Question: I have been asked to forward these messages to RSI-UK. They come from
a hospital anesthetist who thinks he/she has developed RSI.
Message 1: I was just browsing through the ‘net’ trying to find out about RSI. I am an anesthetist working in Hospital Theatres and I have been of work for some considerable time with a ‘frozen shoulder’. Would you have any information on injuries relating to repetitive use of heavy anesthetic equipment? And in general repetitive strain due to the great physical demands of my job? I injured myself whilst pulling a 250 kg anesthetic Trolley. This is a very brief explanation, but I would be very grateful of some advice.
Message 2: Thanks for your prompt reply, it was very helpful. I am not so worried about the treatment aspect of things, but rather the causes of RSI. I work with the daily handling of patients and cumbersome anesthetic machines and equipment whilst adapting awkward positions. Over the 20 years of being an anesthetist, could this in any way be classed as RSI damage, and finally resulting in an injury whilst pulling the 230kg machine? In your article you did mention that there were other causes for RSI other than using computer keyboards. I would be grateful if you could forward this query on to RSI-UK.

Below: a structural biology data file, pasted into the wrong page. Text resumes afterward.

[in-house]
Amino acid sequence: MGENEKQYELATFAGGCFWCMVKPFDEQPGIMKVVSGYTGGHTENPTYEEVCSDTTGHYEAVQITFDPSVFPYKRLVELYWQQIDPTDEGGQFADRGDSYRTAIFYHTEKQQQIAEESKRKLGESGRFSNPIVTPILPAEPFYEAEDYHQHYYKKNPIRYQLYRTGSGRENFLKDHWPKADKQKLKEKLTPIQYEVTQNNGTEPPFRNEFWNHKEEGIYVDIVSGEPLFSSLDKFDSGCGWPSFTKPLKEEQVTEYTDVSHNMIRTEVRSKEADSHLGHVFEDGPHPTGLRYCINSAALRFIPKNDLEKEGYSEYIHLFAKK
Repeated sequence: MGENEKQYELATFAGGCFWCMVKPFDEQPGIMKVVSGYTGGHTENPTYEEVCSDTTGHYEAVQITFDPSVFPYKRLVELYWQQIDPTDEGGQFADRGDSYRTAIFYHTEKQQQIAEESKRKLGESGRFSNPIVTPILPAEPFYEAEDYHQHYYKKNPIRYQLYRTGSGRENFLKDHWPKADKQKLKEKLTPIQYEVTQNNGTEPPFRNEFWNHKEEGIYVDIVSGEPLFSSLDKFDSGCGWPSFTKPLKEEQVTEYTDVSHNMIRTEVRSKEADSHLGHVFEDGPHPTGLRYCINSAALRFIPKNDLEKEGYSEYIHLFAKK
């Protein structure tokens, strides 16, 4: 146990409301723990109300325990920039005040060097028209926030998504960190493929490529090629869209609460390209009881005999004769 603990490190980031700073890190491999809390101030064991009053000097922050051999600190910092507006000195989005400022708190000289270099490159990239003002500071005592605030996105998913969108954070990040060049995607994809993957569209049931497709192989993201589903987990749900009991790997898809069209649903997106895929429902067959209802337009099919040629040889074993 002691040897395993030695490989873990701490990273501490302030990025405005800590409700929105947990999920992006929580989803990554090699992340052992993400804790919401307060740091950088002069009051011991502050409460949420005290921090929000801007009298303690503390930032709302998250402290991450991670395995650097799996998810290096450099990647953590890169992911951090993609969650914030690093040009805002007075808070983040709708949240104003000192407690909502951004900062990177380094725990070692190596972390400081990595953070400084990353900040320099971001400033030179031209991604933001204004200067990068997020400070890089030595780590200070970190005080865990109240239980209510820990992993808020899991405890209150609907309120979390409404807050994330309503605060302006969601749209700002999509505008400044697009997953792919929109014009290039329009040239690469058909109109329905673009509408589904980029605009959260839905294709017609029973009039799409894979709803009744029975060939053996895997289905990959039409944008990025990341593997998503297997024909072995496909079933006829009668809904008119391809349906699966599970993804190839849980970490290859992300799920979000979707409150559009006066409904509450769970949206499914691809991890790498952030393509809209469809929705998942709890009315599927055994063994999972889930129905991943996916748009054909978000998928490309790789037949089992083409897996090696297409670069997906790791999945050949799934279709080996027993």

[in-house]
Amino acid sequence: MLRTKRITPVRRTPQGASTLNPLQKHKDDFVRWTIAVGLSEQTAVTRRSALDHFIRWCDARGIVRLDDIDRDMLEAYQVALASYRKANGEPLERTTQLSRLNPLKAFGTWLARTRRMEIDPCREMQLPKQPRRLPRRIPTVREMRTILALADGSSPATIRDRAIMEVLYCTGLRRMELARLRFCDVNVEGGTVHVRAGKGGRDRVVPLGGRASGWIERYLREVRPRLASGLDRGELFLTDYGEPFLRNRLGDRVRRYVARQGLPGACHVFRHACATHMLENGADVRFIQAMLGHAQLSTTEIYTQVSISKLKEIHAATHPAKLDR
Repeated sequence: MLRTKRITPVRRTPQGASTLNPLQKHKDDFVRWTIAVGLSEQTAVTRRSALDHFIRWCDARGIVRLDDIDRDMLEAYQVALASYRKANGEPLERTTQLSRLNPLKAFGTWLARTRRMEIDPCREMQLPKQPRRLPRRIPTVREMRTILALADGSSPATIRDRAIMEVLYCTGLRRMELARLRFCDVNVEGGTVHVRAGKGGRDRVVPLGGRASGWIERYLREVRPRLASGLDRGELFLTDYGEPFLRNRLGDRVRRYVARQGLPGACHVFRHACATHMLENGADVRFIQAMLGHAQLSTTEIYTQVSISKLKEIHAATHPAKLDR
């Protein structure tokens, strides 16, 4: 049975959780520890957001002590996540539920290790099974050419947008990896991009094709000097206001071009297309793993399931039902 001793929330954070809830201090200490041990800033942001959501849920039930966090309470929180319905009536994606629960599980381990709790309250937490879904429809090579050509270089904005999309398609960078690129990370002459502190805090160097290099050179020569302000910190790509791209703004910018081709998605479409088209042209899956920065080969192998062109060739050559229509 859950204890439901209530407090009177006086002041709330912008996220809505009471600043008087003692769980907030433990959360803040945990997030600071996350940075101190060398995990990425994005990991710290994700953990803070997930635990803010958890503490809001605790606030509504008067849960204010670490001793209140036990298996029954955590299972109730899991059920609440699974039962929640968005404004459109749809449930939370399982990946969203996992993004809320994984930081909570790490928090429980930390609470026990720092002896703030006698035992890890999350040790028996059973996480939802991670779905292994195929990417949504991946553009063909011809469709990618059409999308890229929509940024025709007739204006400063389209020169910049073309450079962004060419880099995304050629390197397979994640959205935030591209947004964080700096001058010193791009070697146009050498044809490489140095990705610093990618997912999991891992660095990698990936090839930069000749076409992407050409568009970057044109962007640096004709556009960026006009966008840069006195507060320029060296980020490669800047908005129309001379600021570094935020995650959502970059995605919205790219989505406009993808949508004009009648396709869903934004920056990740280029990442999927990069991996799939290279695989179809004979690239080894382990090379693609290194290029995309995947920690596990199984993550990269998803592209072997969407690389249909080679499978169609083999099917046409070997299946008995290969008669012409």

So, has anyone come across, or suffers from, RSI as a result of moving heavy equipment. Or any other comments?
Answer 1: Depends on your definition of RSI‘s :- (Most definitions here say “work related, upper body parts, from activities done with static posture”; that would possibly make it a RSI). But there are shoulder structures involved in pulling / pushing that could lead to similar injuries as repetitive light work. It also depends on the rest of the activities (above shoulder height, repetitive etc.). E.g. Rotator cuff type problems are known to be able to lead to frozen shoulder (which indeed is a serious injury). These types of problems appear in RSI‘s as well as in other types of injuries. The right diagnosis is much more import than the classification.
Answer 2: I don’t think this sound like RSI. It sounds more to me like one of the classic manual handling accidents which the NHS excels at producing. There is a requirement for assessment of manual handling tasks to prevent (as far as is reasonably practicable) injuries from manual handling under the Manual Handling Operations Regulations 1992. This should take movement of trolleys into account, as well as the individual’s capabilities. I should talk to the Trust’s Safety Adviser (and probably the Union too).